TUPELO — When Angel Harbin was growing up in Ackerman, his mother was in poor health, so by age 12 she did all the pickling, canning and cooking.
“It all comes from my maternal grandmother, Earlene Black,” Harbin said. “We are a lot of granddaughters, and she had a huge influence on our lives. We were sloppy learners, but it was fun for her, and now we can all cook. She was also a surgical technician at the hospital Ackerman, and now there are eight in the family there who are nurses and four who have become nurse practitioners.”
Harbin is a family nurse practitioner at the Auburn Clinic in East Tupelo. Her husband, Terry, is the principal of Milam Elementary; they have two children, Sidney and Peyton.
After high school, Harbin went to Itawamba Community College, where she graduated as a nurse. She practiced nursing for 12 years and then went to school at the University of North Alabama for her bachelor’s degree in nursing. She earned her master’s degree from the University of Mississippi for Women.
Since she and Terry moved to East Tupelo, their house is a revolving door on Sundays.
“My mother-in-law, my neighbors, my friends, my business partners, my kids if they’re in town – I’m known for my cooking,” Harbin, 56, said. “We will have between three and eight people.”
Sunday dinner will not necessarily be a healthy meal.
“My green beans – I call them Sunday green beans because you can only eat them once a week,” said Harbin, who had bariatric surgery in 2013 and maintained a 60-pound weight loss. . “My claim to fame at Ackerman is that I was the biggest comeback queen they ever had.”
Harbin completes his Sunday meal with fried chicken, pork chops or roast beef with all the trimmings; peas, coleslaw, fried okra, corn, cornbread, and dessert. Everything is prepared in kitchen utensils that are at least 100 years old.
“My pans are as old as my great-grandmother,” she said. “When people die, family members fight over jewelry, furniture, or a car. I’m in the kitchen grabbing the pots and pans.”
Harbin keeps her freezers and pantry stocked, so she can prepare a meal anytime without having to go to the store.
“I’m prepared every day, every month of the year,” she said. “I’m bad at stocking up. That’s what you did when you lived in the countryside.”
Harbin has hundreds of cookbooks, but she rarely tries new recipes, preferring to cook what she knows.
“I feed people with my food,” she said. “When someone is sick, or something is wrong, I cook. When someone dies, I can easily feed 50 people. Corn, cabbage, peas, a big vegetable soup, fried chicken , two or three slices of cornbread and my husband will make two or three cakes to take away. It’s easier to sit down and visit family when you have a full stomach.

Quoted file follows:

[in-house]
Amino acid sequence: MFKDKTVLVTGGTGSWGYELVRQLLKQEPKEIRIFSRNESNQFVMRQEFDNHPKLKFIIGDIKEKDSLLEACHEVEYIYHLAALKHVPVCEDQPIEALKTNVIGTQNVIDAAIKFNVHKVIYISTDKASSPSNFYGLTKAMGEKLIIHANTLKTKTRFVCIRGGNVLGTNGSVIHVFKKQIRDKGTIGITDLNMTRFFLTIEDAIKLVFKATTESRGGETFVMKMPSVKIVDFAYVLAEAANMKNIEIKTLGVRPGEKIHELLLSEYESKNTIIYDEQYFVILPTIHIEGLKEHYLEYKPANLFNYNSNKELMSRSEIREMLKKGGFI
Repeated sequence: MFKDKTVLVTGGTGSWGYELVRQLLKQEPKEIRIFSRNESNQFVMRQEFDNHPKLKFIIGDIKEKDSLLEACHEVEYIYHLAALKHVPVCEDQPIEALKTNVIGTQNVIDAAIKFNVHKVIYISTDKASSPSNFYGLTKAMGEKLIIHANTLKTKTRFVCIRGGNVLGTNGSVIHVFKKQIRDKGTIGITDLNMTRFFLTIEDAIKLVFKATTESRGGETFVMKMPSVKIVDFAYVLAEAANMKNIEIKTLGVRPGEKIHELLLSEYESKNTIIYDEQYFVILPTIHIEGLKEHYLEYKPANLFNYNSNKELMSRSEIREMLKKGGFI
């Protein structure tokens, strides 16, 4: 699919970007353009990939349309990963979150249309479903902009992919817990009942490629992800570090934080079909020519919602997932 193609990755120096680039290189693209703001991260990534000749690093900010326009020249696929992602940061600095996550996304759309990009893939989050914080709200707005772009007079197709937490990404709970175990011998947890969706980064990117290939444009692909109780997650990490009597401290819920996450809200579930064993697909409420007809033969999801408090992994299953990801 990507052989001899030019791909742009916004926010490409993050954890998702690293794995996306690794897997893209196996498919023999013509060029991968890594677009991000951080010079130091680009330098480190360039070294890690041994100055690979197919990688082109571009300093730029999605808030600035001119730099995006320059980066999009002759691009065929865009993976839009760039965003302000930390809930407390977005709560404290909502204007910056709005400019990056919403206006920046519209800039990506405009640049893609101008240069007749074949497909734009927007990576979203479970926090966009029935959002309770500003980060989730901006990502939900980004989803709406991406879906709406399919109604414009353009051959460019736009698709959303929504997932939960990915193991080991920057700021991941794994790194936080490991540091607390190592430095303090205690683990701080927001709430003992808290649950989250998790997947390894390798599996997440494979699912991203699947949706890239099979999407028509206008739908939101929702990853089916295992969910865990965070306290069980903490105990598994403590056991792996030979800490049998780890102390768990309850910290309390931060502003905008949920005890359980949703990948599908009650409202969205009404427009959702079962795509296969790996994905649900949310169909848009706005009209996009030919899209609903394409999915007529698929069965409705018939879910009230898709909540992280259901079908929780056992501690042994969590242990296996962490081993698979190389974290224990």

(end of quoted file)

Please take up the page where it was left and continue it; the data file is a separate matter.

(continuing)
DO YOU KNOW A GOOD COOK? Send your entries to Ginna Parsons, Cook of the Week, PO Box 909, Tupelo, MS 38802. Or you can call (662) 678-1581 or email them to [email protected]
1 tablespoon bacon grease
3 tablespoons cornstarch
Cut the corn kernels and put the corn and its milk in a pan. Add water, depending on how much juice you get from your corn. Add sugar, salt, pepper and bacon grease. Cook over medium heat until mixture begins to bubble, about 15 minutes.
Whisk whole milk and cornstarch together until there are no lumps. Slowly add to boiling corn to thicken. Once thick, turn off the heat. Do not cover the pan with a lid or the corn will turn liquid.
SUNDAY GREEN BEANS
1 can (101 ounces) green beans
1 1/2 cups brown sugar, divided
Place green beans, vinegar, salt, oil and 1 cup sugar in a large slow cooker. Cook over high heat for 2 hours, then over low heat overnight.
Transfer the mixture to a large skillet and cook on the stove over high heat until almost all the liquid is cooked. Add the remaining 1/2 cup brown sugar and continue cooking.
SWEET AND SOUR RIBS
1 cup chopped bell pepper
2 tablespoons seasoned rice vinegar
Place the ribs in a saucepan, season with garlic salt and cover with water (at least 4 cups). Bake at 375 degrees for 1 hour.
Remove the ribs and remove the meat. Return the meat to the rib juice and add the ketchup, brown sugar, vegetables and vinegar. Season with salt and pepper. Cover the casserole and bake at 375 degrees for about 1 1/2 hours. Uncover the casserole and cook for another 30 minutes. Serve over rice with French bread.
HAWAIIAN SUNSET CAKE
1 box Orange Supreme cake mix
1 small box vanilla instant pudding mix
1 small box of orange gelatin
1/2 cup vegetable or canola oil
1 (15 ounce) can crushed pineapple, well drained
1 package (6 ounces) frozen coconut, thawed
1 jar (8 ounces) whipped topping
Tangerine slices (optional)
In a large bowl, combine cake mix, milk, pudding mix, gelatin, eggs and oil and beat on medium speed for 3 minutes.
Divide batter among 3 greased and floured 9-inch round pans. Bake at 350 degrees until a toothpick inserted in the center comes out clean, 25 to 30 minutes. Let cool for 10 minutes before removing from pans to wire racks to cool completely.
In a large bowl, combine pineapple, coconut, sugar and sour cream. Reserve 1 cup for the frosting. Place cake layer on serving platter; top with half of the remaining pineapple mixture. Repeat layers once; top with remaining cake layer.
Stir whipped topping into reserved pineapple mixture and refrigerate for at least 1 hour. Spread over top and sides of cake. If desired, garnish with tangerine slices. Refrigerate until serving. Best done two days before serving.
1 large cornbread pan, slightly overcooked or from the day before
3/4 cup finely chopped bell pepper
3/4 cup finely chopped onion
3/4 cup finely chopped celery
1 can cream of chicken
2 cups peeled tomatoes, chopped, with juice
Crumble cornbread into a large bowl. Add the remaining ingredients and mix well. Pour into a large baking dish and bake at 350 degrees for 45 minutes or until center is set.